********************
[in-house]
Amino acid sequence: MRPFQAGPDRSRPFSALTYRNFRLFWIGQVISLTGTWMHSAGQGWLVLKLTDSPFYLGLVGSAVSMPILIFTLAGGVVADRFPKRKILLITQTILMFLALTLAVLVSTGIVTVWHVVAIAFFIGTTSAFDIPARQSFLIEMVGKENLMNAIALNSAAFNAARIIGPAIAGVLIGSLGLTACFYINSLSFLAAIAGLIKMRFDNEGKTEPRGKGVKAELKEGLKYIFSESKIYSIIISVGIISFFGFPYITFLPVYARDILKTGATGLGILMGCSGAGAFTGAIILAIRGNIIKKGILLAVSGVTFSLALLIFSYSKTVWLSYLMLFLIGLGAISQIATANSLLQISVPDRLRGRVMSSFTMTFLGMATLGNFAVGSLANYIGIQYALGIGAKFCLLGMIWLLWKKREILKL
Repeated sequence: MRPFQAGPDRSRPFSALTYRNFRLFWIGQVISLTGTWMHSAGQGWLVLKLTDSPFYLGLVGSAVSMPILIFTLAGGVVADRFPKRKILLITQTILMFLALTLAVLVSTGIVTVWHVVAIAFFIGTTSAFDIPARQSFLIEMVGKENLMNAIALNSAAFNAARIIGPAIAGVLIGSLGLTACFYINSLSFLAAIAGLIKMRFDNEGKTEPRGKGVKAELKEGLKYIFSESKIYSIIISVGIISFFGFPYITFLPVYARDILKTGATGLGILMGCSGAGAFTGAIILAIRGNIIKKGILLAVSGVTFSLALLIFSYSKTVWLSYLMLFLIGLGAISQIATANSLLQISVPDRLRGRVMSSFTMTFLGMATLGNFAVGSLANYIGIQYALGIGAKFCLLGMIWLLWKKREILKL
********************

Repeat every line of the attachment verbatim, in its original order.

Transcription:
[in-house]
Amino acid sequence: MRPFQAGPDRSRPFSALTYRNFRLFWIGQVISLTGTWMHSAGQGWLVLKLTDSPFYLGLVGSAVSMPILIFTLAGGVVADRFPKRKILLITQTILMFLALTLAVLVSTGIVTVWHVVAIAFFIGTTSAFDIPARQSFLIEMVGKENLMNAIALNSAAFNAARIIGPAIAGVLIGSLGLTACFYINSLSFLAAIAGLIKMRFDNEGKTEPRGKGVKAELKEGLKYIFSESKIYSIIISVGIISFFGFPYITFLPVYARDILKTGATGLGILMGCSGAGAFTGAIILAIRGNIIKKGILLAVSGVTFSLALLIFSYSKTVWLSYLMLFLIGLGAISQIATANSLLQISVPDRLRGRVMSSFTMTFLGMATLGNFAVGSLANYIGIQYALGIGAKFCLLGMIWLLWKKREILKL
Repeated sequence: MRPFQAGPDRSRPFSALTYRNFRLFWIGQVISLTGTWMHSAGQGWLVLKLTDSPFYLGLVGSAVSMPILIFTLAGGVVADRFPKRKILLITQTILMFLALTLAVLVSTGIVTVWHVVAIAFFIGTTSAFDIPARQSFLIEMVGKENLMNAIALNSAAFNAARIIGPAIAGVLIGSLGLTACFYINSLSFLAAIAGLIKMRFDNEGKTEPRGKGVKAELKEGLKYIFSESKIYSIIISVGIISFFGFPYITFLPVYARDILKTGATGLGILMGCSGAGAFTGAIILAIRGNIIKKGILLAVSGVTFSLALLIFSYSKTVWLSYLMLFLIGLGAISQIATANSLLQISVPDRLRGRVMSSFTMTFLGMATLGNFAVGSLANYIGIQYALGIGAKFCLLGMIWLLWKKREILKL